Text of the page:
Since the last drought, Tri-Valley residents have made great
strides in embracing water wise habits, conserving this precious
resource so that we continue to have enough water to support the
economic vitality of the Tri-Valley. However, our state and
community’s water future remains uncertain due to precipitation
variability and a changing climate. It is more important than
ever, that our community continue to embrace and adopt water
conservation as a way of life.
The why of water conservation:
Extra dry seasons mean less snowmelt, which
unfortunately means there is less water traveling to our
area. While we have some infrastructure in place to capture
water closer to home, and more on the way, it is not
currently enough to provide all of the water we need for you.
Dry years mean that the imported water that we rely heavily
on may be unavailable or can come at a high cost.
Conservation hesitation is something we
notice when we are not officially in a drought. Zone 7 wants
to help all of our customers adopt water wise routines every
day, drought or not, so water efficiency is a habit and less
of a burden.
Water availability has been challenged, but
not yet completely restricted. This can change. While we are
investing in projects to keep water flowing to you, we cannot
continue to assume that imported water sources will always be
available to us. Conservation efforts must be part of our
long term plan.
Consciousness and convenience is why we
offer many rebate programs. Using water efficiently should
not be overly complicated, but it makes a big difference.
Visit our Rebate
Programs page for more information.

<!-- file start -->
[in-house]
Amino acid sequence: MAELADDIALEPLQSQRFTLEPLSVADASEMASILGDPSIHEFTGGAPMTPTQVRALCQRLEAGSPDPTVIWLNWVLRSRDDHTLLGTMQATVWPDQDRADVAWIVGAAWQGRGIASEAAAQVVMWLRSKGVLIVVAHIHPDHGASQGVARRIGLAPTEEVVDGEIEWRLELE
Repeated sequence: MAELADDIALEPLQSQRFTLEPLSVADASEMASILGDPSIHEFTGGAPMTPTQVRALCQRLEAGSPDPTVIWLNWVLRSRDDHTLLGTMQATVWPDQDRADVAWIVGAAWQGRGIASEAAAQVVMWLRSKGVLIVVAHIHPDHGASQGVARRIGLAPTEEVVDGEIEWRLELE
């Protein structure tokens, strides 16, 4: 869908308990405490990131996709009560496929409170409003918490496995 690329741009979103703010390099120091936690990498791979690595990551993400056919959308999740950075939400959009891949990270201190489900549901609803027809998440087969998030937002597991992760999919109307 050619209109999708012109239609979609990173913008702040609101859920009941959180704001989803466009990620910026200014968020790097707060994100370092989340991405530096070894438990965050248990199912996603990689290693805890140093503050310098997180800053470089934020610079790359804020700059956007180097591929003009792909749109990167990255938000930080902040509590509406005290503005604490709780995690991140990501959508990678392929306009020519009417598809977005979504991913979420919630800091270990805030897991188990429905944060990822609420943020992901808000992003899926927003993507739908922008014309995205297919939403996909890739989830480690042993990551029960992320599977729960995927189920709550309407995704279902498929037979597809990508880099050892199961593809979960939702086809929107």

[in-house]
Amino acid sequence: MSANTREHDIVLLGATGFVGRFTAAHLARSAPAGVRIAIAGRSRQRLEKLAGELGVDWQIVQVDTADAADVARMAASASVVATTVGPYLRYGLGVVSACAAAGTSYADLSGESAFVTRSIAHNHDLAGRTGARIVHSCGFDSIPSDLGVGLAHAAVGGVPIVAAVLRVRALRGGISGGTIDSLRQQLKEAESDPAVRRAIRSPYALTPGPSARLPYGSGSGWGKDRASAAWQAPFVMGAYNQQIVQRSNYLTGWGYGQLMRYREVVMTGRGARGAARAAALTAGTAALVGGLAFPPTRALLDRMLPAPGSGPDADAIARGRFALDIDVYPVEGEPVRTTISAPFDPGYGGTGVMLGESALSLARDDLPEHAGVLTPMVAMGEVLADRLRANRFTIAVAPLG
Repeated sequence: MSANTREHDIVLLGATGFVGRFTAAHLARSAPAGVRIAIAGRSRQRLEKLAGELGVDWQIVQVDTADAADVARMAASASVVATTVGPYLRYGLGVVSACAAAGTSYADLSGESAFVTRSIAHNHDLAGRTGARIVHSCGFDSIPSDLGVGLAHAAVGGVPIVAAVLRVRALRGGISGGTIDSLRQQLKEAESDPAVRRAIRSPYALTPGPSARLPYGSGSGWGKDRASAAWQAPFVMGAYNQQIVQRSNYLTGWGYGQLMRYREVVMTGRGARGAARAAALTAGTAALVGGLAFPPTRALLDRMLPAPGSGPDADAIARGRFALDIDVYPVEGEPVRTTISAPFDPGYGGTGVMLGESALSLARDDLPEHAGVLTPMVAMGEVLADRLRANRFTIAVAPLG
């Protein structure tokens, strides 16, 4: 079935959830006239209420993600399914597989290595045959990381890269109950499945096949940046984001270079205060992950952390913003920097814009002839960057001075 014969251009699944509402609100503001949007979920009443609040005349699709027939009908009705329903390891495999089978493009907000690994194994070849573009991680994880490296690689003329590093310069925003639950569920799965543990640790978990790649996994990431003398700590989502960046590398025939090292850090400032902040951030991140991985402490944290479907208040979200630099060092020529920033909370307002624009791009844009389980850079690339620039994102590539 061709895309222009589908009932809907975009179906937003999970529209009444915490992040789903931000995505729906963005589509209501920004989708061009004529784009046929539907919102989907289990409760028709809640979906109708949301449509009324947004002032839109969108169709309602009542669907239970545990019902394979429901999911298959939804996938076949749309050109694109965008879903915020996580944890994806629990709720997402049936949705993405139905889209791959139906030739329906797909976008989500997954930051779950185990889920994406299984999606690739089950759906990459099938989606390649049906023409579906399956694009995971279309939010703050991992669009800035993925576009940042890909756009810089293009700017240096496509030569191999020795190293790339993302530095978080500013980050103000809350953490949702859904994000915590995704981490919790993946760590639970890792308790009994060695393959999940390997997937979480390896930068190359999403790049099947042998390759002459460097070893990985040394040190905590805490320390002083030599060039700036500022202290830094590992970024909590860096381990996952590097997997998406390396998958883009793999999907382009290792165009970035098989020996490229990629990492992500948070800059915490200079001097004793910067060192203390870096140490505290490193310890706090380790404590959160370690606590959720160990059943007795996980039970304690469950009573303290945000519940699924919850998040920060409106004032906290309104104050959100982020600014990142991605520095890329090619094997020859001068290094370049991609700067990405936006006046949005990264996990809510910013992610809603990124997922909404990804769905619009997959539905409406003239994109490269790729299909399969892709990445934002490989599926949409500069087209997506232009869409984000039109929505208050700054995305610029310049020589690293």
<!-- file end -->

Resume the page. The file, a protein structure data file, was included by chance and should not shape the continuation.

The how of water conservation:
Fix your leaks to resolve the number one way
that water is wasted at home. You’ll save money on your
monthly bill and allow us to conserve water on a regional
level, otherwise known as a win-win.
Use high-efficiency appliances to save water
without changing your habits. Clothes washers and toilets are
the big water users, and just by upgrading to new
high-efficiency (HE) appliances, you can save water and
Transform your lawn to make the biggest
water saving impact. About 50% of water is used for outdoor
irrigation. Transforming your lawn with drought resistant and
native plants is easy, can save you money, and is great for
the environment, improving soil health and creating natural
habitats for birds, bees, butterflies and more. A bonus,
native and low-water plants also require less maintenance and
can fill your yard with color and interest. What’s even
better, we have a rebate to help you get started. Visit
Lawn Conversion page for more information.
Mind your water manners and turn off faucets
when you are not actively using water. Brushing your teeth,
scrubbing dishes, and waiting for warm shower water are three
great examples of activities that could use less water if we
are minding our pauses (Ps) and quantities (Qs).